I agree with you mostly. What I did like better about AC is the combat. Everything seemed more fluid and there were more options.
Also, playing as Catwoman and Robin was tons of fun. They weren't radically different from Batman, but it did add some variety.
Finally, regarding the "open-world". The major plus of AC over AA is the ease of getting from one place to another. Think of the city as more of a hub to the minor levels than as one big sandbox. I found it to be tedious getting from one end of the AA game to another. Plus, any fan of Batman has got to at least see some appeal to flying about a city at night, dropping from rooftops into a crowd of thugs.
This! Yep. I was worried I was misremembering but AC's combat was more fluid and had more options. I rather enjoyed Catwoman's challenge levels; it was a different style. I don't remember Robin at all (wasn't out? forced myself to forget?).
YESS. I crossing the AA map got tedious quickly. I really enjoyed boost-gliding over the AC rooftops, and getting to place again (e.g. for collectables) wasn't a pain (well, up the tower took a little bit). I really loved the "getting a drop" on thugs. It felt very batman-y (though my Batman media is limited a the 90s movies and a few episodes from the '60s series.)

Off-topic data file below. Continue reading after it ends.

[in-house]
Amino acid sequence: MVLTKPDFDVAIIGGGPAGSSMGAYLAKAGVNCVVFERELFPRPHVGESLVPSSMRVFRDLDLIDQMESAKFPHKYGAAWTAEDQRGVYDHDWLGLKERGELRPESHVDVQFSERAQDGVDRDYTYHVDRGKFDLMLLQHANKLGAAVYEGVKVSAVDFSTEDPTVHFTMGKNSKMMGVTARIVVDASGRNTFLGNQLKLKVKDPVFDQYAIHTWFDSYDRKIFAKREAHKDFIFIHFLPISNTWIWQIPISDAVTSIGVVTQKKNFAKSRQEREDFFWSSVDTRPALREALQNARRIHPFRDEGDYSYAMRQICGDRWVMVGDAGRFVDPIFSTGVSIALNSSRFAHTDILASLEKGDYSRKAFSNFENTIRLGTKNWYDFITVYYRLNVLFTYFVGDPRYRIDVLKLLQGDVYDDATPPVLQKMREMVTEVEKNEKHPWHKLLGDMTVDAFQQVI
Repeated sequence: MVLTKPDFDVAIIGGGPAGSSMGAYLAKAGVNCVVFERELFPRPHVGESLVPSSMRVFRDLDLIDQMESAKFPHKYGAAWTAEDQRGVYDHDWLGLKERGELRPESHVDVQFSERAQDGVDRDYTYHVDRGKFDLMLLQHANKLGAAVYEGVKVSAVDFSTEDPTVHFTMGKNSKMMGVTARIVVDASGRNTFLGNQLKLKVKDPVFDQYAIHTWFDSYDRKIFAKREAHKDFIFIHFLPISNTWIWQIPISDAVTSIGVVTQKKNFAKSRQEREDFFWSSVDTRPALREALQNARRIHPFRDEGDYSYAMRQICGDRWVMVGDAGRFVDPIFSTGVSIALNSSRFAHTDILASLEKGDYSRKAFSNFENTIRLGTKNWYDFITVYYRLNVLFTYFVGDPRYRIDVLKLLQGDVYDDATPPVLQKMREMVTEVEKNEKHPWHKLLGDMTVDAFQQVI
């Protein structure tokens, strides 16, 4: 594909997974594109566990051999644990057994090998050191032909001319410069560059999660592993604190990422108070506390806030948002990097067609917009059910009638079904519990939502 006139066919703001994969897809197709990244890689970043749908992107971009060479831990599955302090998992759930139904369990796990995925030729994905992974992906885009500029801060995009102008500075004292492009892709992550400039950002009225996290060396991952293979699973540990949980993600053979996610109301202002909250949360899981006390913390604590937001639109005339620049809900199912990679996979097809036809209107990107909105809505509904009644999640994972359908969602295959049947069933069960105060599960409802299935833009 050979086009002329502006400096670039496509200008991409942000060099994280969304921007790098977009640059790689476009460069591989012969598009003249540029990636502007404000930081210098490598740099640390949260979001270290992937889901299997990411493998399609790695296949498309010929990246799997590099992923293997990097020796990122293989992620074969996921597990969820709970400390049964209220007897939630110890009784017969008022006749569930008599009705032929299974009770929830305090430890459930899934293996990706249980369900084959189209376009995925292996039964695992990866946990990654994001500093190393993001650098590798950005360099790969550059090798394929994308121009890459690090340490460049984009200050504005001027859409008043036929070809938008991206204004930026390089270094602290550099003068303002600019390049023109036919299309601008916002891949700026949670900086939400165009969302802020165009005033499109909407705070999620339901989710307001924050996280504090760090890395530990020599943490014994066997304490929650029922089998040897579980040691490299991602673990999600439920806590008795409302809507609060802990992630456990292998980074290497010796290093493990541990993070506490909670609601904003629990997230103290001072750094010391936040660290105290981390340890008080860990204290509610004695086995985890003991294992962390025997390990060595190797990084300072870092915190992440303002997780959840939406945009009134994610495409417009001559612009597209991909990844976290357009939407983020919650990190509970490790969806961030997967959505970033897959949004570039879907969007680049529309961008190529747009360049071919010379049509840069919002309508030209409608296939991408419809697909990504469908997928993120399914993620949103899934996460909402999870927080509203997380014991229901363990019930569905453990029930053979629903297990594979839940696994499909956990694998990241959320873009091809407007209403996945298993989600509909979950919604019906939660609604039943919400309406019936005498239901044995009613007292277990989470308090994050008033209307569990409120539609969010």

My main problems with AC had to do with the story, which relied on too many implausible (yes, implausible in a Batman context) coincidences and twists, and an inherently stupid concept (Arkham City itself.) I also didn't love the open world, it was thankfully easy to traverse but kind of hollow and pointless. And it gets real old, real fast hearing random inmate chatter about how cold they are or how much they want to bang Catwoman or Harley.
Yes, the AC premise was outlandish, but meh and move on and enjoy it for what it is. It's a comic book anyways, realism is out the window. (e.g. batman can't generate enough aerodynamic lift from his cape, to boost-glide, but that doesn't mean I don't enjoy boost gliding). Were you expecting balanced debate over whether Debussy or Ravel had a greater hand in shaping Impressionist music?